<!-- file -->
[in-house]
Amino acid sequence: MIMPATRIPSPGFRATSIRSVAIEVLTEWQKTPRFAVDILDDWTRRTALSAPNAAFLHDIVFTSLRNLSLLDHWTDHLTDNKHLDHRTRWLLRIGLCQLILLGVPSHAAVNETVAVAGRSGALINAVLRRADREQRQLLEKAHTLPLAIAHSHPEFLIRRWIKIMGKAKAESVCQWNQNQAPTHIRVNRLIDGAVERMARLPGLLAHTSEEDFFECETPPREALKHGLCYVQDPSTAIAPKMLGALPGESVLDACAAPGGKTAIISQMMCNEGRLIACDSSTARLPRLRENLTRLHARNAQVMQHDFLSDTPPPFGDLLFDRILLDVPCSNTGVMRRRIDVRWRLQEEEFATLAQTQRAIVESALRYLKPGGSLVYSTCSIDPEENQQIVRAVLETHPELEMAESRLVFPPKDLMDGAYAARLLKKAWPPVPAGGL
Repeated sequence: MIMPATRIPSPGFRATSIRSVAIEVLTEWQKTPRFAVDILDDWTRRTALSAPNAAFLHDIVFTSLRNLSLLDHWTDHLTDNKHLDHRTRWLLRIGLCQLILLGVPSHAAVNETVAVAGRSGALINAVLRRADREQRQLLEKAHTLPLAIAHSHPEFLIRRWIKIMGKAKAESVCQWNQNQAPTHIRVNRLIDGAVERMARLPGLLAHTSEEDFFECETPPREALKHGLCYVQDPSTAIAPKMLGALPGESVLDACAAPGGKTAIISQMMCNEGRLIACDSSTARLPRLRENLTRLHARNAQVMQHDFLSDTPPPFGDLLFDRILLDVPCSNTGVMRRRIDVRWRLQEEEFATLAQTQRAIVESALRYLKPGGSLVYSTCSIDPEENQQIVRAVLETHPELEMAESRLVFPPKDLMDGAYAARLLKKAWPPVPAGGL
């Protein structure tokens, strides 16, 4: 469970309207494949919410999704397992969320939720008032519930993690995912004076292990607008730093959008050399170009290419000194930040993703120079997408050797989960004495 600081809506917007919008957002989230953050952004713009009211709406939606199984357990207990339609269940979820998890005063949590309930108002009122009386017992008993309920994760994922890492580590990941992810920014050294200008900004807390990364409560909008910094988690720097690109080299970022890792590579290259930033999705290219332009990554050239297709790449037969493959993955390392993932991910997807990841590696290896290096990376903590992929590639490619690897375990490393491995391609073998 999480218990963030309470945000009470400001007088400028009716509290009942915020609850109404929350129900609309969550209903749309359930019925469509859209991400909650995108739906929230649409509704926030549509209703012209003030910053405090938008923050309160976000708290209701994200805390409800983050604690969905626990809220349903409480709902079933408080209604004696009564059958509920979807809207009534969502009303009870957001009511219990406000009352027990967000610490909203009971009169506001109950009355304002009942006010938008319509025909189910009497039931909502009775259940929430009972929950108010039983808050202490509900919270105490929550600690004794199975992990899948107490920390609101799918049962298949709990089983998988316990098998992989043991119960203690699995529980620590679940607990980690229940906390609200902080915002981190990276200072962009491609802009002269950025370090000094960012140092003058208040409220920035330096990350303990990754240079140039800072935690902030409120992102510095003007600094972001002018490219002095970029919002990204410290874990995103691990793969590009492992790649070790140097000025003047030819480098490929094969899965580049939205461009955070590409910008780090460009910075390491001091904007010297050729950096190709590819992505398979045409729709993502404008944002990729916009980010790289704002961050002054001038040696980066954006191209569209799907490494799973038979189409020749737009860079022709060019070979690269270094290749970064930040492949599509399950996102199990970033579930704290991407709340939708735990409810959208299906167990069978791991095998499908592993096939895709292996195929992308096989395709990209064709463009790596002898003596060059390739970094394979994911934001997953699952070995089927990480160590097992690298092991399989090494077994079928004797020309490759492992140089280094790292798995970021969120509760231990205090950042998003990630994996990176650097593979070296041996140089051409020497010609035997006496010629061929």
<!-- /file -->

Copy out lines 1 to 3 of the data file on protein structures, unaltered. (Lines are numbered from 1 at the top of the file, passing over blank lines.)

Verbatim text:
[in-house]
Amino acid sequence: MIMPATRIPSPGFRATSIRSVAIEVLTEWQKTPRFAVDILDDWTRRTALSAPNAAFLHDIVFTSLRNLSLLDHWTDHLTDNKHLDHRTRWLLRIGLCQLILLGVPSHAAVNETVAVAGRSGALINAVLRRADREQRQLLEKAHTLPLAIAHSHPEFLIRRWIKIMGKAKAESVCQWNQNQAPTHIRVNRLIDGAVERMARLPGLLAHTSEEDFFECETPPREALKHGLCYVQDPSTAIAPKMLGALPGESVLDACAAPGGKTAIISQMMCNEGRLIACDSSTARLPRLRENLTRLHARNAQVMQHDFLSDTPPPFGDLLFDRILLDVPCSNTGVMRRRIDVRWRLQEEEFATLAQTQRAIVESALRYLKPGGSLVYSTCSIDPEENQQIVRAVLETHPELEMAESRLVFPPKDLMDGAYAARLLKKAWPPVPAGGL
Repeated sequence: MIMPATRIPSPGFRATSIRSVAIEVLTEWQKTPRFAVDILDDWTRRTALSAPNAAFLHDIVFTSLRNLSLLDHWTDHLTDNKHLDHRTRWLLRIGLCQLILLGVPSHAAVNETVAVAGRSGALINAVLRRADREQRQLLEKAHTLPLAIAHSHPEFLIRRWIKIMGKAKAESVCQWNQNQAPTHIRVNRLIDGAVERMARLPGLLAHTSEEDFFECETPPREALKHGLCYVQDPSTAIAPKMLGALPGESVLDACAAPGGKTAIISQMMCNEGRLIACDSSTARLPRLRENLTRLHARNAQVMQHDFLSDTPPPFGDLLFDRILLDVPCSNTGVMRRRIDVRWRLQEEEFATLAQTQRAIVESALRYLKPGGSLVYSTCSIDPEENQQIVRAVLETHPELEMAESRLVFPPKDLMDGAYAARLLKKAWPPVPAGGL